Tom Siebel has never been shy of cultivating public prominence. With the air of a career politician, he forged the identity of his Silicon Valley-headquartered customer relationship management (CRM) company Siebel Systems around his own image, never missing an opportunity to hang the halls of software exhibitions and user conferences with 20-foot high, airbrushed photographs of himself. The message: CRM was Tom Siebel – his vision, his values.
If those displays reminded many conference delegates of political rallies, then perhaps that was intentional. Because Siebel has developed a voracious appetite for politics.
Republican to the core, Siebel was one of the largest individual contributors to George W Bush’s presidential campaign in 2000, donating half a million dollars. In 2001, he led a $2.1 million political action committee, the US’s second largest.
He has also surrounded himself with political heavy-hitters. In 2001, he recruited Marc Racicot, the chairman if the Republican National Committee and a former governor of Montana, to the Siebel Systems board, and he poached Intel’s chief lobbiest to represent Siebel’s interests in Washington.
To win friends and influence on the political stage in Europe, he formed a ‘European Board of Directors’, putting ex-prime minister John Major and the former senior advisers to Francois Mitterrand and Helmut Kohl on the payroll.
Undoubtedly that has helped the company win more public sector business, but the aim of such a build up of political muscle may lie elsewhere. A hint came in January 2002 when Siebel took out full-page advertisements in all the US political press to highlight a new and rapidly developed product. The ads featured a low-res picture of one of the September 11th hijackers, passing unhindered through airport security in Portland, Maine shortly before the start of the attacks, with the headline: “Who are the Mohammed Attas of Tomorrow?”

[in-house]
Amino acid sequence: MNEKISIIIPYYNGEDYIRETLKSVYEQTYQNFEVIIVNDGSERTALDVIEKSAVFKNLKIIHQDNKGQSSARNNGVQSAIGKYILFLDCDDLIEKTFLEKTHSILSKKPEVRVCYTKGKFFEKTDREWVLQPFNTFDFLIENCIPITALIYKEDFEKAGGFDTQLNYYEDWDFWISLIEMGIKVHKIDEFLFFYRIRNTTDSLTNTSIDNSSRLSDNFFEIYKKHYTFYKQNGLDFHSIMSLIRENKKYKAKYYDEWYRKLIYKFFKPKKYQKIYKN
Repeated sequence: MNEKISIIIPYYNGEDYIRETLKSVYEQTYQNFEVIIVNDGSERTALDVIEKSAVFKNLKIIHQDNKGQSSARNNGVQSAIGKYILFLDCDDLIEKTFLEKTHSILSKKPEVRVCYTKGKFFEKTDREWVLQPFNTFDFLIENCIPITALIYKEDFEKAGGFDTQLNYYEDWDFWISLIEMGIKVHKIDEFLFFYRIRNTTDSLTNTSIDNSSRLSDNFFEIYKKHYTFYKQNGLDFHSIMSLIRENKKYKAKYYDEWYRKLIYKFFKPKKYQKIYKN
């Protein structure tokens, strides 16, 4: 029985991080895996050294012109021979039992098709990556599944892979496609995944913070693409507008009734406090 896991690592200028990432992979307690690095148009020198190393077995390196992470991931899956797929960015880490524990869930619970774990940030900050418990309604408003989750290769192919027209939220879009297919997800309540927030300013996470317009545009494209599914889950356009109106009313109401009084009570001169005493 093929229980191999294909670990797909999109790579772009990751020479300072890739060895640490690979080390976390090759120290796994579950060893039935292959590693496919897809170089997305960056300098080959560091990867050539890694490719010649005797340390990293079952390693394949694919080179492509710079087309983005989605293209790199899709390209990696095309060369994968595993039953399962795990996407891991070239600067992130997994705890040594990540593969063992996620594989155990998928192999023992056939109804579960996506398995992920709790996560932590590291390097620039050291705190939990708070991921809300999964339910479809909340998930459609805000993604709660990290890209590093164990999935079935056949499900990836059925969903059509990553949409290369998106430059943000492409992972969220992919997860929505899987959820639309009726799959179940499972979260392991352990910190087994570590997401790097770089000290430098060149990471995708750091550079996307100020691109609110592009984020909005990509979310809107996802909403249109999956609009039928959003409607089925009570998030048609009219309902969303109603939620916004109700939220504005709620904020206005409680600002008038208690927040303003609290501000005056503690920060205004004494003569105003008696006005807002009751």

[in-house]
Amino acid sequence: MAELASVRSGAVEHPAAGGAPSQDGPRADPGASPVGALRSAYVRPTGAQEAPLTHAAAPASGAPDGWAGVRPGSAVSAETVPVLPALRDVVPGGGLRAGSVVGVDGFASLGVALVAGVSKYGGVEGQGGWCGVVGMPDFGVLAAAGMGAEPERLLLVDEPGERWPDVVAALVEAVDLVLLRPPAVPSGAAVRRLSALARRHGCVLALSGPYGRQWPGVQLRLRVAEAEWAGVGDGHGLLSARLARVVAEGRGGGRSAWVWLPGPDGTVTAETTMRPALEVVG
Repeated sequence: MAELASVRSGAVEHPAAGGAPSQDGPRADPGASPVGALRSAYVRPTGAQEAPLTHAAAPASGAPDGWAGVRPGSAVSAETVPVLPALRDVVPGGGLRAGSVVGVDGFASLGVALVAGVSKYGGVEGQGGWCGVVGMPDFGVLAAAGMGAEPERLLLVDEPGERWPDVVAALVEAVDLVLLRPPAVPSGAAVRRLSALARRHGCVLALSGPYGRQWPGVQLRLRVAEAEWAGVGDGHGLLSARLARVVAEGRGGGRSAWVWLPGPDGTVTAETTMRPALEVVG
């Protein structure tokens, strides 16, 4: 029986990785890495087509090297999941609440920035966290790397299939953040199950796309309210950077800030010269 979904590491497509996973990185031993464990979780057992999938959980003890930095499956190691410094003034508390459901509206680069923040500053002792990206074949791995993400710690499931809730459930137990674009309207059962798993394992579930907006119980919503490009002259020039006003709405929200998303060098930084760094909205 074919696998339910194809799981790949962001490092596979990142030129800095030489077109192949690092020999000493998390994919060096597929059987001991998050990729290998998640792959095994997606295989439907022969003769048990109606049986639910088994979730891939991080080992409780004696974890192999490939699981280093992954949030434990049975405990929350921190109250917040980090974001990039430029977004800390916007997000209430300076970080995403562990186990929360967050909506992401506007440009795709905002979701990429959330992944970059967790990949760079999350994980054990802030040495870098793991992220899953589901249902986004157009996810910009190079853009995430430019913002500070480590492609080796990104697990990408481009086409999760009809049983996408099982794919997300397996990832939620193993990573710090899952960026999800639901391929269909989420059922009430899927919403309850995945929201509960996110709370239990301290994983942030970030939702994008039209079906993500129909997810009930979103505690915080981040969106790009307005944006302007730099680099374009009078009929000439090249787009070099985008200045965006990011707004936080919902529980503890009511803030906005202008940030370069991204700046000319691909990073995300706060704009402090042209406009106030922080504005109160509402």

That was designed to publicise Siebel Solutions for Homeland Security, a data-sharing package for identifying individuals, monitoring their activity and analysing behaviour. The ‘customers’ in this CRM system, however, are potential terrorists.
Tom Siebel clearly wants a slice of the $30 billion earmarked for homeland security in the US – and the ‘9/11 dividend’ that is being made available elsewhere too – but there is a suggestion of another agenda: that he is positioning himself for political office.
That was the conclusion of various US newspapers when they reported the suggestion that Siebel was grooming himself for the governorship of Montana – a state that has been Siebel’s second home since he bought two large ranches (the Dearborn and the N Bar Ranch) in late 1990s, and to which he pilots his private jet on weekends and holidays.
Although his PR people say he has no plans to run in the November 2004 race, his life may be at a crossroads for other reasons. To the anguish of staff and the bemusement of onlookers, in late 2002 he took to the stage at the CRM industry’s main annual conference to declare to customers that have spent millions on Siebel Systems software that “CRM is dead… there is no market for CRM”.
His explanation: the impact of web services technologies would mean an end to the traditional packaging of CRM in generic sales force automation, field service and marketing applications. Instead, software buyers would support their organisation’s business processes by dynamically grouping discrete software objects. Siebel’s’ new role was to develop the customer-centric modules for those multi-application processes, and also to provide the middleware architecture (the Universal Application Network) that would coordinate the execution of those processes.
Some observers are beginning to doubt whether Tom Siebel will be the driving force behind that decade-long journey. Whether he has a political agenda to pursue, on the other hand, is not being questioned.